In 2013, Dartmouth launched a four-year pilot project to expand the Dartmouth Entrepreneurial Network (DEN) and founded the DEN Innovation Center. The Magnusons were among its first supporters. "Rick and Allison have been with us since the beginning,” said Jamie Coughlin, DEN’s director and now director of the Magnuson Center. "The pilot was a smashing success. Now, led by Rick and Allison’s generosity, we’re creating permanency within the institution."
This support notwithstanding, the Magnusons' larger philanthropic footprint is relatively light, at least based on publicly available information. This shouldn't come as a huge surprise. We're finding that many entrepreneurship-oriented gifts are coming from donors who are new to the world of higher ed mega-giving.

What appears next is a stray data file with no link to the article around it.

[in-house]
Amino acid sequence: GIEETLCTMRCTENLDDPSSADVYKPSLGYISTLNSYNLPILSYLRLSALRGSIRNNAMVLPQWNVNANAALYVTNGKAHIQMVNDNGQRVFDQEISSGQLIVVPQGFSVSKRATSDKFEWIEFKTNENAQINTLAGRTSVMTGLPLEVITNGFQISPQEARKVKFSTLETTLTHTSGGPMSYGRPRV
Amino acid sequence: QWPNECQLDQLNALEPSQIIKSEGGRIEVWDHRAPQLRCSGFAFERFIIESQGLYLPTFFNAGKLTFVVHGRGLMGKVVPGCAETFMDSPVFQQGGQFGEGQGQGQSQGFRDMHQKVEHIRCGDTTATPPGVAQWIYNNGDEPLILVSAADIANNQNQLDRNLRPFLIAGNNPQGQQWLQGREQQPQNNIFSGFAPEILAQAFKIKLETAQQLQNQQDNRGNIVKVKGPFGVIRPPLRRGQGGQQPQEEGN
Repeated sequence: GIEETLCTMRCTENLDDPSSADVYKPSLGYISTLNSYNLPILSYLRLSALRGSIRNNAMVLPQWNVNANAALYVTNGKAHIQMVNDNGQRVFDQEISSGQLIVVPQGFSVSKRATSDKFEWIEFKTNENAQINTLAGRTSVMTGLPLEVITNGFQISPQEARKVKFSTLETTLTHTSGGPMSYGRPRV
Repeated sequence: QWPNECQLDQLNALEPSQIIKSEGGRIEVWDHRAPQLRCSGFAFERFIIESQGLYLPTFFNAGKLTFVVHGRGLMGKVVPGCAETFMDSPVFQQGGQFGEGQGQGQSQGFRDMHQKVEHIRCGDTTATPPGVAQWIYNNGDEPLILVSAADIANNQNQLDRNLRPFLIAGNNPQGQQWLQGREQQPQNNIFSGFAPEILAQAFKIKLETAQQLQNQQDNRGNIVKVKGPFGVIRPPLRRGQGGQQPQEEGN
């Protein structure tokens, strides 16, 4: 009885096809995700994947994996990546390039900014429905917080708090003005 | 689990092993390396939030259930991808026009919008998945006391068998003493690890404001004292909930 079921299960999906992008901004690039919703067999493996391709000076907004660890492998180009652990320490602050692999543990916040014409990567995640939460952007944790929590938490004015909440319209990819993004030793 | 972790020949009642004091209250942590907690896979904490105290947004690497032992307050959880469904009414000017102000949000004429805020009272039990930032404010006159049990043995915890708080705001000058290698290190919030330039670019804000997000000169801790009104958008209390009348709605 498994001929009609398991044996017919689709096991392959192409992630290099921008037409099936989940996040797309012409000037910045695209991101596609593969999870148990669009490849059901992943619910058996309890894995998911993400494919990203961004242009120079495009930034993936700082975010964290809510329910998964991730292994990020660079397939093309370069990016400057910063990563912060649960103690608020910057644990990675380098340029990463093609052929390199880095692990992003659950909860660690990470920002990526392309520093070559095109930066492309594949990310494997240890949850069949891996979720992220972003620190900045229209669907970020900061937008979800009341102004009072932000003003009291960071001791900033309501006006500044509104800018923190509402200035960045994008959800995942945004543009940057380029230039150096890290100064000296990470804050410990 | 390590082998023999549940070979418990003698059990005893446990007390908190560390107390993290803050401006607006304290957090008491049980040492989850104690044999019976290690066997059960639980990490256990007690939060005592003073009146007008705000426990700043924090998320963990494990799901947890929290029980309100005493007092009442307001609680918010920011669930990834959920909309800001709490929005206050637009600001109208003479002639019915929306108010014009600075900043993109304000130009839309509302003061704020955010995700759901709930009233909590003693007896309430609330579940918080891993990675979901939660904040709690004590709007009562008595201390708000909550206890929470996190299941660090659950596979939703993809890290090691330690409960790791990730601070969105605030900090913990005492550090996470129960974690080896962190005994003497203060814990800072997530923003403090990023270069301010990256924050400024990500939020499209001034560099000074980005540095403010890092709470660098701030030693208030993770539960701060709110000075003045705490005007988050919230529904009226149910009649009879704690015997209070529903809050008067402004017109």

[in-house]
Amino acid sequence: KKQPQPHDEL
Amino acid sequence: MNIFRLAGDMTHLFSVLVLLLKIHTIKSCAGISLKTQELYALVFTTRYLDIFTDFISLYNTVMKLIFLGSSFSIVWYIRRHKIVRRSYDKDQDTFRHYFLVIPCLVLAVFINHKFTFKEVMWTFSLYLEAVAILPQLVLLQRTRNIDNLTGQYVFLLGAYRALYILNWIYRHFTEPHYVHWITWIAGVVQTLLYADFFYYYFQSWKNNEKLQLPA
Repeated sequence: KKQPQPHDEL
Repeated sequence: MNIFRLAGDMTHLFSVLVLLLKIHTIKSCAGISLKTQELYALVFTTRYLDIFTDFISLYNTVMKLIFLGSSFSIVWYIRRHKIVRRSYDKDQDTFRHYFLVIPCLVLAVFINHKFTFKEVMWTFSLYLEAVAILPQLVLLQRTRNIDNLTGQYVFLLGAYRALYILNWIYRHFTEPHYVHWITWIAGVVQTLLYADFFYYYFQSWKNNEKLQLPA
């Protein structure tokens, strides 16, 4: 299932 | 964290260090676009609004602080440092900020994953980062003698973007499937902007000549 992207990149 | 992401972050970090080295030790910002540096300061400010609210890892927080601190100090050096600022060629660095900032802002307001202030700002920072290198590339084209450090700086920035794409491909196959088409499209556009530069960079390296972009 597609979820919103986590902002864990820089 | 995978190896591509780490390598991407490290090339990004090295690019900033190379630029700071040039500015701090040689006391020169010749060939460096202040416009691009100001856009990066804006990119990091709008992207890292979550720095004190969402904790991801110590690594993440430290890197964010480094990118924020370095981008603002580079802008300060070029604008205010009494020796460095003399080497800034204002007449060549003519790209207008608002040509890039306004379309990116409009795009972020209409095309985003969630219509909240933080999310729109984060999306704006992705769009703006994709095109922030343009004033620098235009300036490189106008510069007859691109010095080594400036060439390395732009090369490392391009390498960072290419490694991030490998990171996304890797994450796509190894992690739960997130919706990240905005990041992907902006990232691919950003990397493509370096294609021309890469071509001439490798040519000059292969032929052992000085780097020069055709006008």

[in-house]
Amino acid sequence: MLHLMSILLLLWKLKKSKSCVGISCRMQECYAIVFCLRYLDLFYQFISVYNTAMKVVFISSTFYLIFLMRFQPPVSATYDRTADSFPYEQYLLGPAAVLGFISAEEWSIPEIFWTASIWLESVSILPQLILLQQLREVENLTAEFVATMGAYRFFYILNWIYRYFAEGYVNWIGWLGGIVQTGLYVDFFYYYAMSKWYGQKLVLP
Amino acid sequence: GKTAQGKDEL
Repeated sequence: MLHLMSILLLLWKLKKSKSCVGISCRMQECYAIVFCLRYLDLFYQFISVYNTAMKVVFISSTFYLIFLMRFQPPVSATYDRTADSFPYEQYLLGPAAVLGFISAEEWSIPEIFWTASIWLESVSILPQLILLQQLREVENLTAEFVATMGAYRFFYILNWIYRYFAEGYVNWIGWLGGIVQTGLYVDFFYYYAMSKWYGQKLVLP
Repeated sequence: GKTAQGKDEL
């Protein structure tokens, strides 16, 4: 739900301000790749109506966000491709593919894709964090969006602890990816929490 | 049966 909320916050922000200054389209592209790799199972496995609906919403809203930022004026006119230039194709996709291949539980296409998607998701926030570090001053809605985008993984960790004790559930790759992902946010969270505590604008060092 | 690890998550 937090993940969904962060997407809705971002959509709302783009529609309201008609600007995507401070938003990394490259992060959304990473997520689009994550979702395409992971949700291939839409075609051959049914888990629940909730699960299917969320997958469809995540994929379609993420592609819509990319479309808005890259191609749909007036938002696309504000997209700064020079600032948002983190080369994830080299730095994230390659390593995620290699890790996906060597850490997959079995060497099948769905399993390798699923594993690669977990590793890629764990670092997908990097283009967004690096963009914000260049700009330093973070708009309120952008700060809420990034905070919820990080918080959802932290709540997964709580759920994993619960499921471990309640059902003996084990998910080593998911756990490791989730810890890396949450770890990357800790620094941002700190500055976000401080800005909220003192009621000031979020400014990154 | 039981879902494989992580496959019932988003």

The University of Chicago, for example, netted a $20 million gift to support social innovation and entrepreneurship from alumnus Tandean Rustandy, founder of the Jakarta, Indonesia-based PT Arwana Citramulia Tbk, a ceramic tile manufacturing company.
Or consider UC Berkeley alumni Kevin Chou and his wife, Dr. Connie Chen. The couple gave UC's Haas School of Business $25 million to "inspire current and future Haas students to become entrepreneurs." Chou co-founded mobile game company Kabam before selling a majority of its assets to a South Korean firm for $800 million. At the time of the gift, Chou was only 36 years old.